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She stood wishing she knew what time it was as the blanket of darkness crept around her, inveigling her. She wanted to leave to give in to the darkness, to return to its shadows, creeping back to her home. But she didn't. She waited. He was supposed to be here by now. That's the problem with working with people, they were never reliable, never trustworthy. Trust. Everyone always told her that she needed to learn how to do it, but never again. The last person she trusted... She let the thought drift off as her hand automatically massaged the scar on her neck. She remembered, no matter how much she wanted to forget.
Finally out of the shadows, a man slunk toward her. He wore a business uniform, she wondered idly, how bad of an idea this really was. Growing was one thing, you didn't have to talk to people, you just had to be with the plants, to nurture the plants. Plants never hurt her, sure they could die, but they could always be grown again. Selling was an entirely different thing. You could get hurt if you sold. Thrown in jail. You never know who to trust.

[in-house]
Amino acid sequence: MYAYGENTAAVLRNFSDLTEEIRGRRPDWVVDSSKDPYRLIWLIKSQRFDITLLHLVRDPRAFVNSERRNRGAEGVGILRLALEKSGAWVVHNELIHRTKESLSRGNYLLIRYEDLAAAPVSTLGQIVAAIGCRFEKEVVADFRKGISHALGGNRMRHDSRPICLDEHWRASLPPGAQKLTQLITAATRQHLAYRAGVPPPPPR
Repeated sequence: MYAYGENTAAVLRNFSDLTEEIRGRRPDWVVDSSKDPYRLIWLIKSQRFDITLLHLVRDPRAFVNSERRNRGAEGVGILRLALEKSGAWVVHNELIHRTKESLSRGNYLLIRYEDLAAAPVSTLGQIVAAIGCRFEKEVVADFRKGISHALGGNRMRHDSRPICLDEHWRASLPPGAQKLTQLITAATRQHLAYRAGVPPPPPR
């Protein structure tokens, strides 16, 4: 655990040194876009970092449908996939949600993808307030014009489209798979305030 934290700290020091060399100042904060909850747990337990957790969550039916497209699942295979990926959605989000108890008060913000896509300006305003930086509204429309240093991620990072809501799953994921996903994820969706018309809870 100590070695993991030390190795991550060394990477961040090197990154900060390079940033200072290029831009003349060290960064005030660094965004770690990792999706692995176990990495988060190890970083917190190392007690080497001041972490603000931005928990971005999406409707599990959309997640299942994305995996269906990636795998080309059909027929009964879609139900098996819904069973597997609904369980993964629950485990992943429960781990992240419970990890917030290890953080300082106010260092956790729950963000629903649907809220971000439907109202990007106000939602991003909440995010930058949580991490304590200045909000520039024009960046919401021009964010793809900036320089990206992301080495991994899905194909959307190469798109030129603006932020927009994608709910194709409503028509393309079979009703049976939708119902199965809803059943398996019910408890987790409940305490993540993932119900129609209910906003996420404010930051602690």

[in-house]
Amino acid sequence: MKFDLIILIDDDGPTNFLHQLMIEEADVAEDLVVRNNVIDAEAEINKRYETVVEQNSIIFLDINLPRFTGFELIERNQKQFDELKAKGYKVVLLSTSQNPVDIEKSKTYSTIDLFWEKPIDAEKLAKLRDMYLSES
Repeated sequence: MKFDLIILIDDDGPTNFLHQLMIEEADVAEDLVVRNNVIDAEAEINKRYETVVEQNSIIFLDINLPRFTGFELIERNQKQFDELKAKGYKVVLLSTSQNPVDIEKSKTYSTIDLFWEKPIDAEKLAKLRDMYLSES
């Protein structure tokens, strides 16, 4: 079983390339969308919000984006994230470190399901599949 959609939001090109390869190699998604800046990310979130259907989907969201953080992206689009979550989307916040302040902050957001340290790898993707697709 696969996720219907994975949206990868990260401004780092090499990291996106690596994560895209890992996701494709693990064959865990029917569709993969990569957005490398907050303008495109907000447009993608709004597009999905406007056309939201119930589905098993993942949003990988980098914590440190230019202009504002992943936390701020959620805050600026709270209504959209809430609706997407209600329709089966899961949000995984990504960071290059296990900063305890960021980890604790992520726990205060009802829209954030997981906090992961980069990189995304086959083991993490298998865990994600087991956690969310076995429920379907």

“You've got the stuff?” he asked, his voice was deep, but he spoke in a whisper. It was like a loud hum. She nodded and held the small bag out to him. He looked at her, but could only see her hand sticking out from the safety of the shadows. His face scrunched up as he squinted into the dark. “What kind did you say it was?” he asked quietly, but she was already walking away. She'd written it on the bag. It was called, Crystal Angel. He'd never heard of it before, and he was a cop. He'd heard of everything. Kids these days, the names they invented. He shook his head in awe.
He came back again the next night, and she was there again. But he could never see her face. She was different from anyone else he'd ever met. She was almost like a shadow. When he'd called her back, that night, she didn't make small talk. She just answered the phone, it was quick and sweet.
“Hello?” She spoke so quietly, he almost couldn't hear her.
“I would like another twenty. But could we meet somewhere else, that place seems a little sketchy,” he said in hopes she would pick a place that had less shadow. He didn't really care about her he wanted to find out who her supplier was. He needed her to trust him, so she would confide in him. But this may be harder than he thought.